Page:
Front Page

UK

World

Business

Sci/Tech

Sport

Despatches

World News in Audio


On Air

Cantonese

Talking Point

Feedback

Low Graphics

Help

Site Map

Wednesday, March 4, 1998 Published at 00:21 GMT



Sci/Tech

Cyberbugs are go
image: [ The scientists got a moth's antennae to work attached to a robot ]
The scientists got a moth's antennae to work attached to a robot

Japanese scientists say they have found a way of removing a moth's antennae and getting it to work while connected to a miniature robot.

Researchers hope the technology being developed could eventually be used to control swarms of bees and locusts.


Professor Kevin Warwick talks to the BBC World Service about the exciting but worrying advances (2'54")
In the Japanese project, the antennae of a male moth is removed and attached to a tiny wheeled vehicle containing a robot.

Professor Kevin Warwick, a cybernetics expert from the University of Reading in England explained: "The antennae still operate effectively for about three to four hours after they've been cut off the moth.


[ image: The work could be applied to other insects such as locusts]
The work could be applied to other insects such as locusts
"Essentially, what happens is the female moth - that's still alive - will give off a pheromone that attracts the male moth.

"The male moth's antennae is now connected up to this box of tricks, the electronics, and rather than the male moth responding, they've got a little robot responding."

Professor Warwick said the work complemented previous Japanese research, which replaced motorneurones in cockroaches. This allowed scientists to control the cockroach by a radio-link.

The latest development allows researchers to replicate insects' behaviour in a robotic form.

"Looking to the future, the ability to connect up the biological side, just in insects, opens up a lot of possibilities.

"If you look to locusts, say, or bees, both of those swarm and can cause a lot of problems.


[ image: Controlling the Queen Bee could direct a swarm]
Controlling the Queen Bee could direct a swarm
"If we can get in there and control how they're swarming, maybe control the Queen Bee, get the bees to go in a particular direction or get the locusts to go away from where we don't want them ... by actually sending out signals to other locusts in "locusts' language or bee-language."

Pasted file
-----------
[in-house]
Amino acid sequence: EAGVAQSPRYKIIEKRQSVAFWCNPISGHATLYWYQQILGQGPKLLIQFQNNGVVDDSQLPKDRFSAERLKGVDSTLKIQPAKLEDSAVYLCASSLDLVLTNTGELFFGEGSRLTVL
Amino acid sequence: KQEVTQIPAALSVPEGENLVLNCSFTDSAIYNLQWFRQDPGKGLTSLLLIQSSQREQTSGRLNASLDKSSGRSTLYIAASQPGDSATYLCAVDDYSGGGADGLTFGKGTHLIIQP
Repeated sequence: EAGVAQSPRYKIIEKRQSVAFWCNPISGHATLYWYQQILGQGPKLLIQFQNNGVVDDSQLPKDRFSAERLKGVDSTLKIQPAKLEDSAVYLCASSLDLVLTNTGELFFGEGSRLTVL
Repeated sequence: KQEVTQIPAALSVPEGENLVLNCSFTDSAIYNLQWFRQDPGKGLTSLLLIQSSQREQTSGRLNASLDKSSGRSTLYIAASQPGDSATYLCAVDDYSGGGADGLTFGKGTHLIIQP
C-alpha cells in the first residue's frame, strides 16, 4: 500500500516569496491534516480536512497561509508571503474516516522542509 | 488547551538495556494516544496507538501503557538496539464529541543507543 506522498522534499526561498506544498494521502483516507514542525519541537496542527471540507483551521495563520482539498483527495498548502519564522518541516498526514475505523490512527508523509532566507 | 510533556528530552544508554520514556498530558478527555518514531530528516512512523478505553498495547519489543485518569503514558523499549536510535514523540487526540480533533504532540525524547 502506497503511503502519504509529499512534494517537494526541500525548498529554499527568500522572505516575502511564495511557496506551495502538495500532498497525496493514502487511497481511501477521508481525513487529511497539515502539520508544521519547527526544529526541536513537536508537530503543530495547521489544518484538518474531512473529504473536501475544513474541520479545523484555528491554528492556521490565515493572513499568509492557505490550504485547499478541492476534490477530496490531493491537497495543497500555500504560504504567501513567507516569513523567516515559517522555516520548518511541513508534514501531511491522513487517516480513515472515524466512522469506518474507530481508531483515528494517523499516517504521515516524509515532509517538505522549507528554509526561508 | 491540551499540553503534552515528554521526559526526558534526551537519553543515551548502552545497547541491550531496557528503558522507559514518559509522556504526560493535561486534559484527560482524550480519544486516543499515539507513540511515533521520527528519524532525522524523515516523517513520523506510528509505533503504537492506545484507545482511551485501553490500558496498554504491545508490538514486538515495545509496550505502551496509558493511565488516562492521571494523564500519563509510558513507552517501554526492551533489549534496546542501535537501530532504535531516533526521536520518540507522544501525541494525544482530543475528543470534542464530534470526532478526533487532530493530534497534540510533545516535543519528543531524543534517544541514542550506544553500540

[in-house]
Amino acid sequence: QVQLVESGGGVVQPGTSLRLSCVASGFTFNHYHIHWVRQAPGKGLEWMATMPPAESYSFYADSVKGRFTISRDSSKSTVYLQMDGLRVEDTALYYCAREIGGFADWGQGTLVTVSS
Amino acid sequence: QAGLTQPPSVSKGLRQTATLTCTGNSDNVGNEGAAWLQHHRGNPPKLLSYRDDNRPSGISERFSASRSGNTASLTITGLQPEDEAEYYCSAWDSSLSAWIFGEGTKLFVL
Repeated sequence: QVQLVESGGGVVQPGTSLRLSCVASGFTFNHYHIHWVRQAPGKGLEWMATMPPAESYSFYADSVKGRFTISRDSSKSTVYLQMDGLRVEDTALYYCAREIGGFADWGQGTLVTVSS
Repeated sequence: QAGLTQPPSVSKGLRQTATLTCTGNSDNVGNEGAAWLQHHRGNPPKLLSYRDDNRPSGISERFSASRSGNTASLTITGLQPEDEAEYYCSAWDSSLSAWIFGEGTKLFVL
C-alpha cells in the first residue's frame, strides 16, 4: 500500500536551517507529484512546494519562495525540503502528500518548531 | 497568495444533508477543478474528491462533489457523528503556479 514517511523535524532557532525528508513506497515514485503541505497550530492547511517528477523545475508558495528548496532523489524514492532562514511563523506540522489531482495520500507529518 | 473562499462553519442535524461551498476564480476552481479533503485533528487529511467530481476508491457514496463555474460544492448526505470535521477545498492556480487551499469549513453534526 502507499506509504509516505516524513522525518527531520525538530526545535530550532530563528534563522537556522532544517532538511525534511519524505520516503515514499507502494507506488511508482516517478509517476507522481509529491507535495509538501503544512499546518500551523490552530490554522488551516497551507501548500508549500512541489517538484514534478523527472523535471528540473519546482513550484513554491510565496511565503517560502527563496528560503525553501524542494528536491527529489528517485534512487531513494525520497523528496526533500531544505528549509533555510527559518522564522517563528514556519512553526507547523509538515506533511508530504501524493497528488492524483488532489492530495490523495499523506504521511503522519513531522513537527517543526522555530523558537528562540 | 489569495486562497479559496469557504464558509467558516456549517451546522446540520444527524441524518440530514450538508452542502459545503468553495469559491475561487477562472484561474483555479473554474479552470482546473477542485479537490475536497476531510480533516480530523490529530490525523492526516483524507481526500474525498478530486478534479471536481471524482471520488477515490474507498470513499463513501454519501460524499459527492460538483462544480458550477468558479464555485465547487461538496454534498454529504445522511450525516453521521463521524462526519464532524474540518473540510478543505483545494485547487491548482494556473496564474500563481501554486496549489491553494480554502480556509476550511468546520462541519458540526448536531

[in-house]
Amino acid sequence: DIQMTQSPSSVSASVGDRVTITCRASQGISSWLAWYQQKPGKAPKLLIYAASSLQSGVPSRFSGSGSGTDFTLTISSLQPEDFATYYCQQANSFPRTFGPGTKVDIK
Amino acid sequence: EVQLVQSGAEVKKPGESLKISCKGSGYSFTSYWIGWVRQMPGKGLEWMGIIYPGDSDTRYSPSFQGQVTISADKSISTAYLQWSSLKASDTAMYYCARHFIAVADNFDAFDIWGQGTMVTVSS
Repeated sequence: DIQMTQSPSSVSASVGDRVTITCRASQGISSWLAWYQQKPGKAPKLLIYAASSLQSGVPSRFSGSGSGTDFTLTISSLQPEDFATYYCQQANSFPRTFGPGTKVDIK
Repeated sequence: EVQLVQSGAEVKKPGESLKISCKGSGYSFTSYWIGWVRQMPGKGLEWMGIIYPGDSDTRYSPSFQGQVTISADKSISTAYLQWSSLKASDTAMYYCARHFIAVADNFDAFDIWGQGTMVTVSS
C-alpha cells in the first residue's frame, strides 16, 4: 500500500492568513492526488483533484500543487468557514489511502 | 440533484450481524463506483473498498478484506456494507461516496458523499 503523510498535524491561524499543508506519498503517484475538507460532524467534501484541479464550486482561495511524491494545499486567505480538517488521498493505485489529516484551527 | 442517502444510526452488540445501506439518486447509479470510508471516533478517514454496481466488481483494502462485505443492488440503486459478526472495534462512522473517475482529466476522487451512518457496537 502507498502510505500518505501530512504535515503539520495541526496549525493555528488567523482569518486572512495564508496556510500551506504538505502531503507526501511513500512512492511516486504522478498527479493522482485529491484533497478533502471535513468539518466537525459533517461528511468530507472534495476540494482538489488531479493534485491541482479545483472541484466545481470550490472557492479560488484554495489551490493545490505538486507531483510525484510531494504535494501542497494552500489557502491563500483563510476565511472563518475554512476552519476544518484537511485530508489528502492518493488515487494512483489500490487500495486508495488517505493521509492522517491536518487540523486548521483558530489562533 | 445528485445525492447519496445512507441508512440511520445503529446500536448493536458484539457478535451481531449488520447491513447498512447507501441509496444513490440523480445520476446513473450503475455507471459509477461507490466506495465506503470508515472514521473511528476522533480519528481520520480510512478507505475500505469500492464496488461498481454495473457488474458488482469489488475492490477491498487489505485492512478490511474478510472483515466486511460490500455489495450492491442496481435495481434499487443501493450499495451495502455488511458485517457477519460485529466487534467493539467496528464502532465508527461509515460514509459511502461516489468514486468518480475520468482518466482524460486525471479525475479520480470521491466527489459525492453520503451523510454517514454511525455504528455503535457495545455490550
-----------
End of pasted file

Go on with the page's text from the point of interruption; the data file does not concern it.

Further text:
Professor Warwick said despite the lack of human knowledge about insect behaviour this possibility could be imminent.

"At the moment, we don't really understand too much about how insects think or act or so on. But in terms of getting signals out to do this or do that, we could do it by trial and error. Quite simply, let's try something, if that doesn't work, let's try something else."

But even as a scientist working in the field, Professor Warwick said he had reservations about the ethics of creating "cyberbugs".

"I can see where there are distinct positives, benefits for humans and so on, then it's probably good going ahead.

"Where there's not, were it's pure speculation, then there are people who have ethical problems. Should we be chopping insects up in this way and connecting them to pieces of electronics? Is it good or bad?

"It is exciting from a scientific point of view but also you feel, should we really be doing this?"






Back to top | BBC News Home | BBC Homepage


Link to BBC Homepage

Internet Links

Robots and insects get together at Sussex

Future robots

Intelligent robot laboratory home page


The BBC is not responsible for the content of external internet sites.
In this section

World's smallest transistor

Scientists join forces to study Arctic ozone

Mathematicians crack big puzzle

From Business
The growing threat of internet fraud

Who watches the pilots?

From Health
Cold 'cure' comes one step closer





Sci/Tech Contents